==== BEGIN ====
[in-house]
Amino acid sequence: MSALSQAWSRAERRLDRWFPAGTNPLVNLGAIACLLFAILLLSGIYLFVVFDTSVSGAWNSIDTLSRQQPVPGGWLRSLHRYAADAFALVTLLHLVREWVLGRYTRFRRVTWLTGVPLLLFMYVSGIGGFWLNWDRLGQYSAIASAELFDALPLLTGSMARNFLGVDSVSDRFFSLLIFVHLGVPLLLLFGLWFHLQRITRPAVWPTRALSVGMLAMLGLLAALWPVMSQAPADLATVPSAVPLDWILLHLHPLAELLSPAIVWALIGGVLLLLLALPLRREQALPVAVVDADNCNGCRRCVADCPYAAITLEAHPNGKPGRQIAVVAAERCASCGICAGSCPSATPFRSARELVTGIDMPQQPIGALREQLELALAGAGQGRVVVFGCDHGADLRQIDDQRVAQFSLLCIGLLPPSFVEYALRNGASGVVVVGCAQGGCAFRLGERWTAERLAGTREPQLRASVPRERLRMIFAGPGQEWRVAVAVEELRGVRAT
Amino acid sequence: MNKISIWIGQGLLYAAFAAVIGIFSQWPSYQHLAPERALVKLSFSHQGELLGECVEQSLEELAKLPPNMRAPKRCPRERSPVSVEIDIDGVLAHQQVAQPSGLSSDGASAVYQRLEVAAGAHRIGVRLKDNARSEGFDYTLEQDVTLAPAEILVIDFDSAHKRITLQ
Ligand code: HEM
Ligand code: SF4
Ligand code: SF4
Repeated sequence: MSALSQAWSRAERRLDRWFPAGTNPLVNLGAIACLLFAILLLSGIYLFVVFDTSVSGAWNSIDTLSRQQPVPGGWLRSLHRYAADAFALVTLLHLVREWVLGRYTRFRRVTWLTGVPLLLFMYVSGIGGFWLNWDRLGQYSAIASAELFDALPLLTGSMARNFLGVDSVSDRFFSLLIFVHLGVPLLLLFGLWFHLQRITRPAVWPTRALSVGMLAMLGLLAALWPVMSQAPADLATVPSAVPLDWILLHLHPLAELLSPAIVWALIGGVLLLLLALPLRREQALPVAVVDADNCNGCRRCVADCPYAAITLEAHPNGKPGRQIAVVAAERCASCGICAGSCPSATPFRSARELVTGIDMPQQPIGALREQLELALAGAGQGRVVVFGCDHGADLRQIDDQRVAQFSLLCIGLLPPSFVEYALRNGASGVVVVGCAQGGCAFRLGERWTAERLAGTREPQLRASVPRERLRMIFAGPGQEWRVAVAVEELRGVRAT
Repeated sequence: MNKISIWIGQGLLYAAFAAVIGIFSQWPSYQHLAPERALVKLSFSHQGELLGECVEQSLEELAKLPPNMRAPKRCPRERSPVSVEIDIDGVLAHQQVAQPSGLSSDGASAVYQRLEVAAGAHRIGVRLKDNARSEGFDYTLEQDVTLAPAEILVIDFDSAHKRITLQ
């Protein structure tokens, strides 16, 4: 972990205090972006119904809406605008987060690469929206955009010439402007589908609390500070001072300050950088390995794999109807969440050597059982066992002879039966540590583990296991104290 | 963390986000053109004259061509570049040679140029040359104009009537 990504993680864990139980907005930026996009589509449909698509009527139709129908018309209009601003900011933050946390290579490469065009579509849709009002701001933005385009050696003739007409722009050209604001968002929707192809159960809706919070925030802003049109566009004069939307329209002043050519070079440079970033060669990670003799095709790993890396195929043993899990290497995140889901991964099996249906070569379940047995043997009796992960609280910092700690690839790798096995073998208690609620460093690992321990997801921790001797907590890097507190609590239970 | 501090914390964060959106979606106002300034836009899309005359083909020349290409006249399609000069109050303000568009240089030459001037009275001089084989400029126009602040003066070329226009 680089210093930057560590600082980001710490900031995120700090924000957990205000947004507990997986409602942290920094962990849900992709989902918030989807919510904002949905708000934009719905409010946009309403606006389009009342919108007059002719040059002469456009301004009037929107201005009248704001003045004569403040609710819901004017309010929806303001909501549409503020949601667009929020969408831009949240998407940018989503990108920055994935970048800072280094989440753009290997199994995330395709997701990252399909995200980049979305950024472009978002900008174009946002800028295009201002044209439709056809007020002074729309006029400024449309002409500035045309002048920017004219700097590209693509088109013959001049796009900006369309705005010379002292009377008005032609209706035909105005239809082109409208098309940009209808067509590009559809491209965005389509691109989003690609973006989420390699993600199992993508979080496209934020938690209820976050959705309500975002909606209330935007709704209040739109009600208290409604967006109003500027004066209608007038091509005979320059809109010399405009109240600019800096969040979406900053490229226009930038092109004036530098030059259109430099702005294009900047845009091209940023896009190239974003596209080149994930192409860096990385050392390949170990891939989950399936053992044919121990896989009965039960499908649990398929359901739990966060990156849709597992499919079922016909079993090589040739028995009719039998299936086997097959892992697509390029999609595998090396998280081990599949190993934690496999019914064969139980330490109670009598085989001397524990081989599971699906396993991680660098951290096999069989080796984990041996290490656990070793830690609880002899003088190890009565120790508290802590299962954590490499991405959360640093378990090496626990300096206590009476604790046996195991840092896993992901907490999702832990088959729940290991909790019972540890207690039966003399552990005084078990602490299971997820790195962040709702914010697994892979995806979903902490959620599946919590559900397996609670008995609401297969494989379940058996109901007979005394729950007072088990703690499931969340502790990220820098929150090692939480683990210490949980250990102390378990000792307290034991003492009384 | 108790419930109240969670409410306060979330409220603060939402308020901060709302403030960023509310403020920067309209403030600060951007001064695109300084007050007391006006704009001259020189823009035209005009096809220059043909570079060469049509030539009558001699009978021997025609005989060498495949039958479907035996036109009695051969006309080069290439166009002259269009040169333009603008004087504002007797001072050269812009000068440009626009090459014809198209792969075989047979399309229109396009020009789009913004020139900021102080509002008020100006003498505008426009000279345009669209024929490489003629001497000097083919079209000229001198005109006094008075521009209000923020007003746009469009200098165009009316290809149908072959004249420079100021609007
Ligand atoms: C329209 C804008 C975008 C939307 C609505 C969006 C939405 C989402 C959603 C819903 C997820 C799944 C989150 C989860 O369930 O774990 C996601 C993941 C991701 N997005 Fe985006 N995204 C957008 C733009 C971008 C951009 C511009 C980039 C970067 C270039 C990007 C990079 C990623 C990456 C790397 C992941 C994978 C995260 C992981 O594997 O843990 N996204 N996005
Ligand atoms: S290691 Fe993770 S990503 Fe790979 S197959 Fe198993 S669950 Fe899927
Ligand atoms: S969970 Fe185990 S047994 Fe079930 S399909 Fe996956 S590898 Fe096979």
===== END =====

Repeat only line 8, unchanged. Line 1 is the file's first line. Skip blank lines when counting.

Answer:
Repeated sequence: MNKISIWIGQGLLYAAFAAVIGIFSQWPSYQHLAPERALVKLSFSHQGELLGECVEQSLEELAKLPPNMRAPKRCPRERSPVSVEIDIDGVLAHQQVAQPSGLSSDGASAVYQRLEVAAGAHRIGVRLKDNARSEGFDYTLEQDVTLAPAEILVIDFDSAHKRITLQ